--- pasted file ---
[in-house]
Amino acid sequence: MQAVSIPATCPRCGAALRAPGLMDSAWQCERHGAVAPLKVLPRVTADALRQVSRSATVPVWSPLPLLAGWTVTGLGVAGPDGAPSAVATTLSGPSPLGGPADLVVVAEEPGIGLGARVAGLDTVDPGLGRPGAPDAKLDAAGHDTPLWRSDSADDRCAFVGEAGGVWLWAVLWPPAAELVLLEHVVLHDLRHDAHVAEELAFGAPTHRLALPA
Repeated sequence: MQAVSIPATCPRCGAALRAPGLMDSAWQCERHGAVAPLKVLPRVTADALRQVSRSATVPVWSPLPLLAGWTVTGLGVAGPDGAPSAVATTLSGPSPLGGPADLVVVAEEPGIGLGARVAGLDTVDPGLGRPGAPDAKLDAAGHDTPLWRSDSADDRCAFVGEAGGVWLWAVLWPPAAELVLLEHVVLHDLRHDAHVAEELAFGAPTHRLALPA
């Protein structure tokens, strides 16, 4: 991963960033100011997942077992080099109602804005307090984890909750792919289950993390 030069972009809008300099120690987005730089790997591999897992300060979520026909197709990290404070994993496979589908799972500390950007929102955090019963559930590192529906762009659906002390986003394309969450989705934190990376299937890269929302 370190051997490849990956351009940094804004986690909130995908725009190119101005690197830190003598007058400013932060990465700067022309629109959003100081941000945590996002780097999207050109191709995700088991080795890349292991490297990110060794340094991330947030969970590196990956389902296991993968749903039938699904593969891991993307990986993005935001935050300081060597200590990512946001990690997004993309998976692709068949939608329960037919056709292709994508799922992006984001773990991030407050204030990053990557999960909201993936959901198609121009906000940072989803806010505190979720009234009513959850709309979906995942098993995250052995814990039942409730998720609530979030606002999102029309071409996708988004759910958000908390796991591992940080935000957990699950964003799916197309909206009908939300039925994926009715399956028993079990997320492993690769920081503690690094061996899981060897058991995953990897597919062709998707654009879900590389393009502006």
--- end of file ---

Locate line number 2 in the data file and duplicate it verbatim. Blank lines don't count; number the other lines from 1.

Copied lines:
Amino acid sequence: MQAVSIPATCPRCGAALRAPGLMDSAWQCERHGAVAPLKVLPRVTADALRQVSRSATVPVWSPLPLLAGWTVTGLGVAGPDGAPSAVATTLSGPSPLGGPADLVVVAEEPGIGLGARVAGLDTVDPGLGRPGAPDAKLDAAGHDTPLWRSDSADDRCAFVGEAGGVWLWAVLWPPAAELVLLEHVVLHDLRHDAHVAEELAFGAPTHRLALPA